Building Web Applications with Backbone and Require JavaScript

MVC pattern

MVC pattern

The evolution of browsers into powerful platforms is inspiring developers to write richer and more complex applications. The downside to this is of course that as the code becomes more complicated, problems like code maintenance or resolving new bugs begin to appear.

Now you can build an entire web application just by using JavaScript and frameworks like jQuery, which is fine, because you can develop the application very fast. But as you add more and more features to the application, you risk ending up with a spaghetti code. Moreover, if your application doesn’t have a modular architecture, you will very likely reach situations when adding a new feature means breaking an older one.

What is a modular application?

It is an application divided into several modules that are loosely coupled together, which can be integrated into a more complex application; now, there are many different approaches and patterns that can provide developers with an easy way to organize their code and build a modular application. One of the most popular is the MVC pattern.

What is MVC?

MVC stands for Model-View-Controller and essentially splits your application into 3 parts:

  • The Model is where the data stands; if the model changes it notifies the view to update itself,
  • The View is what users see. It observes the model and presents to the user the information with which they can interact (clicking) – but the view is not too smart and it doesn’t know what to do so it notifies the controller that an event (a click) occurred,
  • The Controller is the logical part of the application. When the Controller takes notice of an event it changes the Model accordingly, change which ends up influencing the View and so on.

Backbone JavaScript

Backbone JS is a very light JavaScript library than can be used to organize big JavaScript projects (rich web applications, not just simple web pages). The big advantage that this library offers is the possibility of using the MVC pattern (it’s more like a MV* pattern because some of the Controller responsibilities are taken over by the View) to structure the project’s modules.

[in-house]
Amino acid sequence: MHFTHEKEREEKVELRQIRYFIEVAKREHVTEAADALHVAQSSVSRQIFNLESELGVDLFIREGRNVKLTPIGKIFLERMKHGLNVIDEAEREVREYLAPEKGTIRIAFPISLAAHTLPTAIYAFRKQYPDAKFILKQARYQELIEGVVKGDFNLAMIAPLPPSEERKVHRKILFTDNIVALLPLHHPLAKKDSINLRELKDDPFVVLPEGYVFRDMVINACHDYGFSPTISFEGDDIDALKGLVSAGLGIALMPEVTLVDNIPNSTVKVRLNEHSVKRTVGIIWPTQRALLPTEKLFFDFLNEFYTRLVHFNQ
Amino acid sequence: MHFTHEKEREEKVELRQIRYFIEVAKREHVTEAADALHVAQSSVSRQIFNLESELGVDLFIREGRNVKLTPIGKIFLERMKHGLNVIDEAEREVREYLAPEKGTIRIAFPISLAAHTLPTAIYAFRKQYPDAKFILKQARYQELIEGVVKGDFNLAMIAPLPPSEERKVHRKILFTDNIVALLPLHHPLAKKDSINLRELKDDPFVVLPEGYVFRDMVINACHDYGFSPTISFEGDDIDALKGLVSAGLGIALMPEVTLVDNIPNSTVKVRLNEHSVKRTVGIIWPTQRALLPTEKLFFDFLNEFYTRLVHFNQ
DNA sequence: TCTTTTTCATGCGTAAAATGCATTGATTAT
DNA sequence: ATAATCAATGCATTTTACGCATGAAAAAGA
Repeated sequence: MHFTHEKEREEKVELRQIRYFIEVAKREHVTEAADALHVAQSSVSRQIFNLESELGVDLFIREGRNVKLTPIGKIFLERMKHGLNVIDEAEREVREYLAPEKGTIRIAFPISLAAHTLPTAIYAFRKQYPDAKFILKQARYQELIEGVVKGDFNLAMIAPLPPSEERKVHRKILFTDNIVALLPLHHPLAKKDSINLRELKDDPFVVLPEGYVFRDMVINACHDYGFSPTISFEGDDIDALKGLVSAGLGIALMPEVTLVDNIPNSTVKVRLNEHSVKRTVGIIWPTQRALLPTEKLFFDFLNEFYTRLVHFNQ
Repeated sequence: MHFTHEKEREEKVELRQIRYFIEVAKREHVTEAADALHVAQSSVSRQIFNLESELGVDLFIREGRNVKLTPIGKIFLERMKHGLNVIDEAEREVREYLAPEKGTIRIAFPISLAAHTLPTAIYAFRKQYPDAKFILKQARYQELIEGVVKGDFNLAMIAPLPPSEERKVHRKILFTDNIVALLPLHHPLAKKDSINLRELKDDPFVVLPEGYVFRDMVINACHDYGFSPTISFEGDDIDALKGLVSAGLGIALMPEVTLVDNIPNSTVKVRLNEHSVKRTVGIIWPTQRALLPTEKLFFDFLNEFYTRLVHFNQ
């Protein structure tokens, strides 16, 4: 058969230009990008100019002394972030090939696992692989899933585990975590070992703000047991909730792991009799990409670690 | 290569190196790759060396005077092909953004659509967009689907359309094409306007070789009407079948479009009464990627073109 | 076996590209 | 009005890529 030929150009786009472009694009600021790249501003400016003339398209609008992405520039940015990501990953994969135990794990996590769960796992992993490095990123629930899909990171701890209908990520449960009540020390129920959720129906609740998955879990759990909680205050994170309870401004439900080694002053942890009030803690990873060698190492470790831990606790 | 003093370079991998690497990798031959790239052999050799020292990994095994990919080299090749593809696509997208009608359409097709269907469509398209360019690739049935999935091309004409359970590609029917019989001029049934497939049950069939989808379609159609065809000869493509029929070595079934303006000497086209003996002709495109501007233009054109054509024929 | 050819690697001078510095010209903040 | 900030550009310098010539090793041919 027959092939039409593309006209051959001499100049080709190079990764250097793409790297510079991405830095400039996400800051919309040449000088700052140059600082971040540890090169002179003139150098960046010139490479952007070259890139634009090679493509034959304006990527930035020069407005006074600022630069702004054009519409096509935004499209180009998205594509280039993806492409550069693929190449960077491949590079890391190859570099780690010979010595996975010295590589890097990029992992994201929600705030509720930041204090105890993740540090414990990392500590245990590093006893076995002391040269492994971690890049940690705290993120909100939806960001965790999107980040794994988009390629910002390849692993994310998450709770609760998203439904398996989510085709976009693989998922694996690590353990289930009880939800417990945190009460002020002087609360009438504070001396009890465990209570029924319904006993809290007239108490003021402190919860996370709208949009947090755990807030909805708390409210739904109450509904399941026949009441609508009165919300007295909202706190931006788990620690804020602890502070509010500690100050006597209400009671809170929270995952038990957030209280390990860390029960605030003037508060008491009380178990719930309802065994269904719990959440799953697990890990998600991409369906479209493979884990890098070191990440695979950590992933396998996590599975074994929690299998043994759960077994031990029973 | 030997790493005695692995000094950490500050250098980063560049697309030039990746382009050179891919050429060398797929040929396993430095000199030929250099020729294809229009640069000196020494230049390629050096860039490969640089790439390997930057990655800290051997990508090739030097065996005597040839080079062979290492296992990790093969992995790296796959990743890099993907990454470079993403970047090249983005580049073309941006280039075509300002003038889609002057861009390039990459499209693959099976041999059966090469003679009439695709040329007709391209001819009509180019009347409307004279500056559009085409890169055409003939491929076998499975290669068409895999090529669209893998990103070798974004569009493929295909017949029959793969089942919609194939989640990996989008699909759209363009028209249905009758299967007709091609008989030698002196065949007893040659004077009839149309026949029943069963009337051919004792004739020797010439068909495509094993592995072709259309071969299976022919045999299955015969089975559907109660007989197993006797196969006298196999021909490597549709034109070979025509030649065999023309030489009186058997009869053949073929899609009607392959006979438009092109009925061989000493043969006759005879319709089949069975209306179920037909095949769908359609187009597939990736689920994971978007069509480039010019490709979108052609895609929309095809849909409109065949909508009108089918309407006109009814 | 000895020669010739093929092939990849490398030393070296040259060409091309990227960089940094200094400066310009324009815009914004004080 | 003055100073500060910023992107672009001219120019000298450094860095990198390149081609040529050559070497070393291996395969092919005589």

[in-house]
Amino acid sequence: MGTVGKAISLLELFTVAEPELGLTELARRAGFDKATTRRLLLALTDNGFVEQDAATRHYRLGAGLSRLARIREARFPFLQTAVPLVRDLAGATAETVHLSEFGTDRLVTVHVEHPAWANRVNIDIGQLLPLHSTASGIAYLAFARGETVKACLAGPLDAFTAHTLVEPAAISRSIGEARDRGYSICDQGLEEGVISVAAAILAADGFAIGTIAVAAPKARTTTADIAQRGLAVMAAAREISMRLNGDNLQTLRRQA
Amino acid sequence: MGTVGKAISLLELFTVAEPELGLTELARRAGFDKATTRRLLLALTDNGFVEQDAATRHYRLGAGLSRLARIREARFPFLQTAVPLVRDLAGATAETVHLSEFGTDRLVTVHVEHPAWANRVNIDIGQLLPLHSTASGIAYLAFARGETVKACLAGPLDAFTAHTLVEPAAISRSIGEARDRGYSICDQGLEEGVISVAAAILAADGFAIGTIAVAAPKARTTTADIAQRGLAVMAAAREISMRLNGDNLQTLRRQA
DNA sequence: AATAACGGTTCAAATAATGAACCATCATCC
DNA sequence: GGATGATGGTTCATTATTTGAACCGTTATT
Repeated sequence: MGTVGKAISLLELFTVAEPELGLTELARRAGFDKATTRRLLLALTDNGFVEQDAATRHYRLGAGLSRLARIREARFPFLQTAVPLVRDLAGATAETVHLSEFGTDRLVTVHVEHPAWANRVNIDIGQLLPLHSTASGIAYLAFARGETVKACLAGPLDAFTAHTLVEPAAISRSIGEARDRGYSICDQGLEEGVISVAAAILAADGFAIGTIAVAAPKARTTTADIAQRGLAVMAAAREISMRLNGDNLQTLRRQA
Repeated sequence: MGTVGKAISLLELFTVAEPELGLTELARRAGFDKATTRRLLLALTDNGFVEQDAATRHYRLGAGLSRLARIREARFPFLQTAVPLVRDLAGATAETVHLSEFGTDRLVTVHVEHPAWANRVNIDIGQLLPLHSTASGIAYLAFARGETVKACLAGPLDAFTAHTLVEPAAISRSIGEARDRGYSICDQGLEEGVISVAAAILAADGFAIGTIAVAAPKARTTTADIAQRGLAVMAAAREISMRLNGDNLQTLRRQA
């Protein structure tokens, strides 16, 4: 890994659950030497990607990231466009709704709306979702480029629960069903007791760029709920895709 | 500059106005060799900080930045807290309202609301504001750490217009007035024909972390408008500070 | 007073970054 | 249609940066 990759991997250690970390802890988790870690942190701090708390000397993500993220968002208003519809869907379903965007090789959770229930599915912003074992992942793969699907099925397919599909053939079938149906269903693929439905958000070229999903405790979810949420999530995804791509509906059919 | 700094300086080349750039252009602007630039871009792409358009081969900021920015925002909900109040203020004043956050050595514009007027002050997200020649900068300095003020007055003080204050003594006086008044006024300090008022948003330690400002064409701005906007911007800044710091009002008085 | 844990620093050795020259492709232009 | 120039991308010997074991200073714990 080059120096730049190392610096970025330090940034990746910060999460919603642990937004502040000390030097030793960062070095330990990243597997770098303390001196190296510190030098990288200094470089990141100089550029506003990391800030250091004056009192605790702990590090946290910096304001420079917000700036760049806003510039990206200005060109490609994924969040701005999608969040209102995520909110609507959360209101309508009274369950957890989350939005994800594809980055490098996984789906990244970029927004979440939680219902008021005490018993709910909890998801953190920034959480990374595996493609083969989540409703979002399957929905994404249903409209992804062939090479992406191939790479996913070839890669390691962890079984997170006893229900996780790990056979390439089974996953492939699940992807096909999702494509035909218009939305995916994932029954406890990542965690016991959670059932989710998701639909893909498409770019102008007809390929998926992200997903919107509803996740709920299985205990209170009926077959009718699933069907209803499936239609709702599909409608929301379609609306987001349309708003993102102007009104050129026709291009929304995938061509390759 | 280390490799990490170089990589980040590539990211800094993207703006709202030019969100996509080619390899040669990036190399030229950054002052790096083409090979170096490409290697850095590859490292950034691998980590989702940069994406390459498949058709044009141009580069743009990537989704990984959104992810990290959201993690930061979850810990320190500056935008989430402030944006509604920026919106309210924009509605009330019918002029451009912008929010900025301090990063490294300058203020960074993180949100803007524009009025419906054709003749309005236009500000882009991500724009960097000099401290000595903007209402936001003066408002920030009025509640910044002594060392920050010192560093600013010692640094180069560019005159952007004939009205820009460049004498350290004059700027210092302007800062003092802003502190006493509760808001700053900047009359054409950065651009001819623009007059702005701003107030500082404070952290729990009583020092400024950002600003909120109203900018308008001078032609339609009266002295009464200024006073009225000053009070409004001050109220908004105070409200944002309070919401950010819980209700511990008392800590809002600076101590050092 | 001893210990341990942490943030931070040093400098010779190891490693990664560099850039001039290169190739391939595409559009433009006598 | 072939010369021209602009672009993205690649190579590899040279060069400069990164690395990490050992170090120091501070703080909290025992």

Traditionally, a web application stores the data in to the DOM (Document Object Model), which is a bad idea because it doesn’t respect the DRY (Don’t repeat yourself) principle. Let me give you an example of why you should use a Model to store you data: suppose you have a web application which has different parts that should have the same data; when the user makes an action and you update one of them you also have to remember to update all the related parts properly – the problem with this kind of approach is not only to make sure you will remember which parts should be updated, but also to make sure you don’t forget any.

A View in Backbone JS is typically a visual representation of the data stored in Models. Everything that is displayed in a page can be considered a View, even the whole page itself could be a View that contains other Views. In this way Backbone encourages developers to abstract the DOM manipulations into Views and to use events to change the Models.

The Controller in the Backbone terminology is called a Router because it lets you save the state of the application using hashbang URL. To better understand this concept I will give a known example: the Gmail application – after you first log in you will see a list of emails that you can read or delete, you can go to sent section or compose a new email and all of this happens in the background because the page isn’t refreshed and there is no need for a new page to be rendered.

To build a Gmail application with Backbone JS we can use a Model to store the emails (subject, from, content), which Model is used by a View to display the emails to the user. The View will listen for events (for example the user can delete one of the emails) and update the Model which in turn will refresh the View. Now, when the user switches between reading an email and viewing the inbox folder and then refreshes the page, the user will expect to see the inbox folder and not the content of an email the user just read – this behavior is called preserving application state and can be easily implemented with Backbone Routers.

Require JavaScript

Now that we can build our new Gmail Application we can end up with a lot of JavaScript files where we defined our Models, Views, Collections and Routers. Also we have to link the above mentioned files together so that our application functions (clearly, the order of loading this files is important, for example we can’t load the View that displays the inbox folder before loading the View that displays the application page). To solve this problem you could use Require JS JavaScript library.

Require JS is also very good at loading the JavaScript files in an asynchronous fashion. This is a fantastic feature and it means that you have the possibility to load only necessary Views. For example when logging in to Gmail, you don’t want to load all the Views at the beginning, you only need to display the inbox folder (maybe the user is just checking if the user has new emails so why let the user wait until sent emails are loaded?) and just lazy load other resources only when they are needed.

In conclusion Backbone JS and Require JS are amazing resources that can save an imaginative developer’s time and effort while also providing the end user with a great experience.

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